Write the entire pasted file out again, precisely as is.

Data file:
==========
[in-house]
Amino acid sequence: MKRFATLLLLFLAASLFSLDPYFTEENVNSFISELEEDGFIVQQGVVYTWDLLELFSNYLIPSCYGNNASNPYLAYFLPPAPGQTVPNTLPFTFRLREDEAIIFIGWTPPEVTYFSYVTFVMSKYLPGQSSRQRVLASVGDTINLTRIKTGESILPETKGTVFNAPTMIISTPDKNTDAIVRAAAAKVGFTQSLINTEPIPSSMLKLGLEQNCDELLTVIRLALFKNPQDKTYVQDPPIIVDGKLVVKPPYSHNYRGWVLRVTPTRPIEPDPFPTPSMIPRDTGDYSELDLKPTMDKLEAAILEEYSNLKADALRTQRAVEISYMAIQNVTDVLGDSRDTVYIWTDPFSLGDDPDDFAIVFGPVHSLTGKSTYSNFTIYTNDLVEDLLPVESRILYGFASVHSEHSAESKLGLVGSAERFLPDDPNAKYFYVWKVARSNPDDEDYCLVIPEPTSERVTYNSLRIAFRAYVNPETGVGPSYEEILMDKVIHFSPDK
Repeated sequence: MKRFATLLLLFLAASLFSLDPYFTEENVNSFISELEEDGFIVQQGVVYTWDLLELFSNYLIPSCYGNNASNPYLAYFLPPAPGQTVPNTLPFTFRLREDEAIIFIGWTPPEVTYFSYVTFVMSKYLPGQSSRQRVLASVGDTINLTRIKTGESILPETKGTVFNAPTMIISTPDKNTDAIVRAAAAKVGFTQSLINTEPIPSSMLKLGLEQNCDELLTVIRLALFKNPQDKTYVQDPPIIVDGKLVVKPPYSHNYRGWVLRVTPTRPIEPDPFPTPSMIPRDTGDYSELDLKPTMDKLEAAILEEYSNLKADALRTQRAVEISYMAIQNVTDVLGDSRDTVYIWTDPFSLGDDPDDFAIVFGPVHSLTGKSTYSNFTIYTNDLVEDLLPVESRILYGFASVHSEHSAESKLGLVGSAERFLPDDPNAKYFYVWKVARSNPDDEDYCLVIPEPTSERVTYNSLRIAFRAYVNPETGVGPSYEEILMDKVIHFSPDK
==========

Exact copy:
[in-house]
Amino acid sequence: MKRFATLLLLFLAASLFSLDPYFTEENVNSFISELEEDGFIVQQGVVYTWDLLELFSNYLIPSCYGNNASNPYLAYFLPPAPGQTVPNTLPFTFRLREDEAIIFIGWTPPEVTYFSYVTFVMSKYLPGQSSRQRVLASVGDTINLTRIKTGESILPETKGTVFNAPTMIISTPDKNTDAIVRAAAAKVGFTQSLINTEPIPSSMLKLGLEQNCDELLTVIRLALFKNPQDKTYVQDPPIIVDGKLVVKPPYSHNYRGWVLRVTPTRPIEPDPFPTPSMIPRDTGDYSELDLKPTMDKLEAAILEEYSNLKADALRTQRAVEISYMAIQNVTDVLGDSRDTVYIWTDPFSLGDDPDDFAIVFGPVHSLTGKSTYSNFTIYTNDLVEDLLPVESRILYGFASVHSEHSAESKLGLVGSAERFLPDDPNAKYFYVWKVARSNPDDEDYCLVIPEPTSERVTYNSLRIAFRAYVNPETGVGPSYEEILMDKVIHFSPDK
Repeated sequence: MKRFATLLLLFLAASLFSLDPYFTEENVNSFISELEEDGFIVQQGVVYTWDLLELFSNYLIPSCYGNNASNPYLAYFLPPAPGQTVPNTLPFTFRLREDEAIIFIGWTPPEVTYFSYVTFVMSKYLPGQSSRQRVLASVGDTINLTRIKTGESILPETKGTVFNAPTMIISTPDKNTDAIVRAAAAKVGFTQSLINTEPIPSSMLKLGLEQNCDELLTVIRLALFKNPQDKTYVQDPPIIVDGKLVVKPPYSHNYRGWVLRVTPTRPIEPDPFPTPSMIPRDTGDYSELDLKPTMDKLEAAILEEYSNLKADALRTQRAVEISYMAIQNVTDVLGDSRDTVYIWTDPFSLGDDPDDFAIVFGPVHSLTGKSTYSNFTIYTNDLVEDLLPVESRILYGFASVHSEHSAESKLGLVGSAERFLPDDPNAKYFYVWKVARSNPDDEDYCLVIPEPTSERVTYNSLRIAFRAYVNPETGVGPSYEEILMDKVIHFSPDK